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bfd-0.6

Discussion in 'General Discussion' started by anup123, Feb 10, 2005.

  1. anup123

    anup123 Well-Known Member

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    BFD-0.6 has rules for exim and pure-ftpd
    Does this mean that Dictionary Attack ACL can be removed from Exim?

    Anup
     
  2. picoyak

    picoyak Well-Known Member

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    well it looks like BFD does only a basic check for dictionary attacks. and it gives them 20 chances by default. far too many IMO. but I understand why it is set so high, and in the end it's probably a good thing for those using Chirpy's dictionary ACL

    while it may work, I feel that Chirpy's dictionary ACL offers a much more useful set of functions - mainly clearing down the blocked ip list on a scheduled basis, whereas BFD will simply add that IP to deny_hosts.
     
  3. chirpy

    chirpy Well-Known Member

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    Personally, I don't like the method used with BFD for the following reasons:

    1. If you get a lot of spam through dictionary attacks, then your iptables will become huge (since zombie PC's are usually used, so it's not uncommon to 10's of thousands of separate IP addresses coming in). This could cause serious overhead for all of your network traffic.

    2. It doesn't provide a regular method of purging, so innocent mistakes will be permanently blocked.

    3. It not only blocks port 25 access, but access to the whole server (pretty pointless if it's a spammer).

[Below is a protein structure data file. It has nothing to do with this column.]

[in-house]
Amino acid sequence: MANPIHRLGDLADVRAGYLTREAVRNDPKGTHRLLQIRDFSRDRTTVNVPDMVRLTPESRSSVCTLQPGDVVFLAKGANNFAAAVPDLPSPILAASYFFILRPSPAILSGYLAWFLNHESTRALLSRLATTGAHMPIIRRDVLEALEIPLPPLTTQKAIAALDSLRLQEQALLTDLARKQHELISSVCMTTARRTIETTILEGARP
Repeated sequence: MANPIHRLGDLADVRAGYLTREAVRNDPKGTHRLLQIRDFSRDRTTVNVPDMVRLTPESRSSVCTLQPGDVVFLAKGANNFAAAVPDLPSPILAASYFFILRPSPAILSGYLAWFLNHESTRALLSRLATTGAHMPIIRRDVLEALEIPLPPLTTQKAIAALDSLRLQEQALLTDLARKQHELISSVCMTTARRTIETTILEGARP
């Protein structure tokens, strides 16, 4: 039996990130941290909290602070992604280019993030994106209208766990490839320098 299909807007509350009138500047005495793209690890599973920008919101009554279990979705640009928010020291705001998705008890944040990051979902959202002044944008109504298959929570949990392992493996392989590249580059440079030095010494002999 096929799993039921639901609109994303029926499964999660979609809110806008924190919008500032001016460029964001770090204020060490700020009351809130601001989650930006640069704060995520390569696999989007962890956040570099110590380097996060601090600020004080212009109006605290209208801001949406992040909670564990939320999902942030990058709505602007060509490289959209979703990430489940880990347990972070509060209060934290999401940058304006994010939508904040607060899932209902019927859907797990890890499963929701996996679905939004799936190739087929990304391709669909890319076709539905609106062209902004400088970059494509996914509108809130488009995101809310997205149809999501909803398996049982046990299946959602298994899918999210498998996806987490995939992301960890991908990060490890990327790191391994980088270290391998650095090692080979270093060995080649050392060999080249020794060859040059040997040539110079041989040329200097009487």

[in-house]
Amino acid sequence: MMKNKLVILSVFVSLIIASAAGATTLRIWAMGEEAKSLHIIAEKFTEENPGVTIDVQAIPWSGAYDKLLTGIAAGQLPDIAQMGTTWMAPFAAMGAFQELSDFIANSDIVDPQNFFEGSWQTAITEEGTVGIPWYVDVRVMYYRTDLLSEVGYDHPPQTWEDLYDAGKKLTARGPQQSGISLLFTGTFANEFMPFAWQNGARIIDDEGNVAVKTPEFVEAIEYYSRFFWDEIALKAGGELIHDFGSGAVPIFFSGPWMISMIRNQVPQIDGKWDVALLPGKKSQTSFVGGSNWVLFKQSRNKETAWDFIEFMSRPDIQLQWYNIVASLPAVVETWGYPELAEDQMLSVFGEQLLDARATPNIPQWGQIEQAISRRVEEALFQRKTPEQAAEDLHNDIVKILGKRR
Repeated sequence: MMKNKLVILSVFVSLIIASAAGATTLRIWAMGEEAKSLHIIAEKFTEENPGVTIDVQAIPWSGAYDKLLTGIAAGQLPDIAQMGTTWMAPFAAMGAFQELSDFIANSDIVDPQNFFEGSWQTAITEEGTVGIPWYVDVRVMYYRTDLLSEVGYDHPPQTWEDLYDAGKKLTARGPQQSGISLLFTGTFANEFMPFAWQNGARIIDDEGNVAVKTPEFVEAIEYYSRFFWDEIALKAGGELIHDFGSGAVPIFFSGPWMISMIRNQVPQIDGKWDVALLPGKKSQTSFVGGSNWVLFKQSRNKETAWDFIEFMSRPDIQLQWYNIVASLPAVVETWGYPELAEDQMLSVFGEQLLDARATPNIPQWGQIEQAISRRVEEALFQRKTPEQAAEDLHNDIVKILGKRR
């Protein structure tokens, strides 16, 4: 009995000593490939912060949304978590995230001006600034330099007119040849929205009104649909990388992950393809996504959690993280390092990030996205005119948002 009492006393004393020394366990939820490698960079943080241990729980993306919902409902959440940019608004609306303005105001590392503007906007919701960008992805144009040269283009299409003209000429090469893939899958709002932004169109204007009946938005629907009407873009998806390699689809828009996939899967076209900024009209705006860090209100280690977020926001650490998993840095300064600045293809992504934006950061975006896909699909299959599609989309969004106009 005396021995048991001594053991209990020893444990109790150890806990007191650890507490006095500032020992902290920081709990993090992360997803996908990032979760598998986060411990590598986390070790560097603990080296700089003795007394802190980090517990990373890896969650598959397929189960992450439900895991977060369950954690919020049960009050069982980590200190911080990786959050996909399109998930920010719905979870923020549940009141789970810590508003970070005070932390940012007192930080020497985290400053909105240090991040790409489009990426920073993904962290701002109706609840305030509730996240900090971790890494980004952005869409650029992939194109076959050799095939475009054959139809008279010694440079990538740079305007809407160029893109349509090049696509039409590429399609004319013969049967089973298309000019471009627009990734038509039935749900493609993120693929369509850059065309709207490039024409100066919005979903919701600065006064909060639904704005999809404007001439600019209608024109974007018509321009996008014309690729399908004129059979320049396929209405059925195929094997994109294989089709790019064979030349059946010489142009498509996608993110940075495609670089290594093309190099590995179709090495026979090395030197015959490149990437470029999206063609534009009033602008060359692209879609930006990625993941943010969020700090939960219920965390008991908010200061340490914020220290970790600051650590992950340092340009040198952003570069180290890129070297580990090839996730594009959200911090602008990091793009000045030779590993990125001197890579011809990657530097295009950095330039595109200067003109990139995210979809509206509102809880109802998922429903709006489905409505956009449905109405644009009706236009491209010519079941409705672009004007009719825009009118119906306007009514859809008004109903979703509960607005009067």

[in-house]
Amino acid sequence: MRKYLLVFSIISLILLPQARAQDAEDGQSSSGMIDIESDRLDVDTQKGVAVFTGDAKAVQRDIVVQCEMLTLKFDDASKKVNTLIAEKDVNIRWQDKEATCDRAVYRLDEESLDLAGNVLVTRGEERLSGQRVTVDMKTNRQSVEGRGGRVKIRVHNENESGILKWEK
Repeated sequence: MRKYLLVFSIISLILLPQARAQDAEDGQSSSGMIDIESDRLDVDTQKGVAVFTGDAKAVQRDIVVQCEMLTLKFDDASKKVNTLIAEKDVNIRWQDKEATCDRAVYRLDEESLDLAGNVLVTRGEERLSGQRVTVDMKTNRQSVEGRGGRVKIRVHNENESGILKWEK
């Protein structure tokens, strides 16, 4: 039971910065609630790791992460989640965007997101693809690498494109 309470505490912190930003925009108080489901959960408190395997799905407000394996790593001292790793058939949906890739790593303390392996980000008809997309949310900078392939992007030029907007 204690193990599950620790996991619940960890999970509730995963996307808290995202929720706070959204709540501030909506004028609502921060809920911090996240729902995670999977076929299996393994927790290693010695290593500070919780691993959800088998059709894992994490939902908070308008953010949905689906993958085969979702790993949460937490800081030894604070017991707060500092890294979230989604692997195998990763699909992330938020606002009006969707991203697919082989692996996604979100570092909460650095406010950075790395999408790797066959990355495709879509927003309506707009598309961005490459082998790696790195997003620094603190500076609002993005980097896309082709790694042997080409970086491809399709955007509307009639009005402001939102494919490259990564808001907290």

4. You have no way to distinguish IP addresses blocked for RCPT failures and those added to your iptables forewall for any other misdemeanor, which makes 1. very diffuclt to script.

    So, I would recommend not using it and to continue with the dictionary attack which provides a method to clear down IP addresses regularly and only imposes a small overhead and only for mail.
     
  4. anup123

    anup123 Well-Known Member

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    I am sure i missed on the auto purging since never reeally checked for updated features on Dictionary Attack ACL ever since i had it going.

    Fine what you say was there on my mind wrt complete blockage and had been carefully following the BFD mails. So in order to not use BFD's rule, would deleting rules/exim be fine?

    Thanks
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  5. chirpy

    chirpy Well-Known Member

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    Yup, just delete the file. It simply picks up whatever files that you do have within the rules/ subdirectory of BFD.
     
  6. anup123

    anup123 Well-Known Member

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    Thanks. I just update the Dictionary Attack ACL and deleted the exim rule.
    If there could be something similar for high spam IP's like following:

    One IP starts sending high score SPAM mails (say i reject at 20+)